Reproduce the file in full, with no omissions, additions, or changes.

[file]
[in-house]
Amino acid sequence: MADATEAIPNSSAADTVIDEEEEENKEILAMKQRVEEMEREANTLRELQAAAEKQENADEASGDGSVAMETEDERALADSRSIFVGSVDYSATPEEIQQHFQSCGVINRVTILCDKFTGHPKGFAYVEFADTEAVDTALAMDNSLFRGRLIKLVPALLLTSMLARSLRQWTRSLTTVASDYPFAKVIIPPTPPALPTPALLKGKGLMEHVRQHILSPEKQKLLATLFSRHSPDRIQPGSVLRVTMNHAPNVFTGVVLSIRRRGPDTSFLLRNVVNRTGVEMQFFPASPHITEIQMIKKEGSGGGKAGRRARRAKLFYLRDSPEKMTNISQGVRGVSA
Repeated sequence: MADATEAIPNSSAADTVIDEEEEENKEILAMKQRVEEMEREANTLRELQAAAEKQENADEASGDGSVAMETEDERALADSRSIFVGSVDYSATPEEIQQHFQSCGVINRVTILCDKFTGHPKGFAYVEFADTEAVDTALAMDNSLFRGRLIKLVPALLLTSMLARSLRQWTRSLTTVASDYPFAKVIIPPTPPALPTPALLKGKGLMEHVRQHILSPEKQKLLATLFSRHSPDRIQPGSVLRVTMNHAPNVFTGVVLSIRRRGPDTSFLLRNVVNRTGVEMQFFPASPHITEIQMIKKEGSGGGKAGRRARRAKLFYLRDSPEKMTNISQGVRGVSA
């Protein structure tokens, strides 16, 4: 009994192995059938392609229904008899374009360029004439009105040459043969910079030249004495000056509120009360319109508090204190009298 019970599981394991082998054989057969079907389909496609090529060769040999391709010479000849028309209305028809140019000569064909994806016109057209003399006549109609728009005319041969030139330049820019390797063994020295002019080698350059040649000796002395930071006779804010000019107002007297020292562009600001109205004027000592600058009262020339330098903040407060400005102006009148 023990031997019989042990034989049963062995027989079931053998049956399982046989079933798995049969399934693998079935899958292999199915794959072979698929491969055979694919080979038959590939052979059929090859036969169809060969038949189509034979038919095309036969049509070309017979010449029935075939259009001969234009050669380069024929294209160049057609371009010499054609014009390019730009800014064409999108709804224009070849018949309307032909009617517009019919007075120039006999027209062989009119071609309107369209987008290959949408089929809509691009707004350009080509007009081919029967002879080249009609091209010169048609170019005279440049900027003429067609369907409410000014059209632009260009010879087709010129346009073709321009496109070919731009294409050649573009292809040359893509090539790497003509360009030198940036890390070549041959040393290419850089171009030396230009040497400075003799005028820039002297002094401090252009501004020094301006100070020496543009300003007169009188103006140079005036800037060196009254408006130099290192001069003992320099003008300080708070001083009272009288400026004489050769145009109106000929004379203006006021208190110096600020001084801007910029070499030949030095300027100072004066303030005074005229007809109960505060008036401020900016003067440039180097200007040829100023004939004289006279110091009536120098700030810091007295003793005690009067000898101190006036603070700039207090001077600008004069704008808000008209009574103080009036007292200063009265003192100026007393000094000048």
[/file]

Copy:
[in-house]
Amino acid sequence: MADATEAIPNSSAADTVIDEEEEENKEILAMKQRVEEMEREANTLRELQAAAEKQENADEASGDGSVAMETEDERALADSRSIFVGSVDYSATPEEIQQHFQSCGVINRVTILCDKFTGHPKGFAYVEFADTEAVDTALAMDNSLFRGRLIKLVPALLLTSMLARSLRQWTRSLTTVASDYPFAKVIIPPTPPALPTPALLKGKGLMEHVRQHILSPEKQKLLATLFSRHSPDRIQPGSVLRVTMNHAPNVFTGVVLSIRRRGPDTSFLLRNVVNRTGVEMQFFPASPHITEIQMIKKEGSGGGKAGRRARRAKLFYLRDSPEKMTNISQGVRGVSA
Repeated sequence: MADATEAIPNSSAADTVIDEEEEENKEILAMKQRVEEMEREANTLRELQAAAEKQENADEASGDGSVAMETEDERALADSRSIFVGSVDYSATPEEIQQHFQSCGVINRVTILCDKFTGHPKGFAYVEFADTEAVDTALAMDNSLFRGRLIKLVPALLLTSMLARSLRQWTRSLTTVASDYPFAKVIIPPTPPALPTPALLKGKGLMEHVRQHILSPEKQKLLATLFSRHSPDRIQPGSVLRVTMNHAPNVFTGVVLSIRRRGPDTSFLLRNVVNRTGVEMQFFPASPHITEIQMIKKEGSGGGKAGRRARRAKLFYLRDSPEKMTNISQGVRGVSA
């Protein structure tokens, strides 16, 4: 009994192995059938392609229904008899374009360029004439009105040459043969910079030249004495000056509120009360319109508090204190009298 019970599981394991082998054989057969079907389909496609090529060769040999391709010479000849028309209305028809140019000569064909994806016109057209003399006549109609728009005319041969030139330049820019390797063994020295002019080698350059040649000796002395930071006779804010000019107002007297020292562009600001109205004027000592600058009262020339330098903040407060400005102006009148 023990031997019989042990034989049963062995027989079931053998049956399982046989079933798995049969399934693998079935899958292999199915794959072979698929491969055979694919080979038959590939052979059929090859036969169809060969038949189509034979038919095309036969049509070309017979010449029935075939259009001969234009050669380069024929294209160049057609371009010499054609014009390019730009800014064409999108709804224009070849018949309307032909009617517009019919007075120039006999027209062989009119071609309107369209987008290959949408089929809509691009707004350009080509007009081919029967002879080249009609091209010169048609170019005279440049900027003429067609369907409410000014059209632009260009010879087709010129346009073709321009496109070919731009294409050649573009292809040359893509090539790497003509360009030198940036890390070549041959040393290419850089171009030396230009040497400075003799005028820039002297002094401090252009501004020094301006100070020496543009300003007169009188103006140079005036800037060196009254408006130099290192001069003992320099003008300080708070001083009272009288400026004489050769145009109106000929004379203006006021208190110096600020001084801007910029070499030949030095300027100072004066303030005074005229007809109960505060008036401020900016003067440039180097200007040829100023004939004289006279110091009536120098700030810091007295003793005690009067000898101190006036603070700039207090001077600008004069704008808000008209009574103080009036007292200063009265003192100026007393000094000048």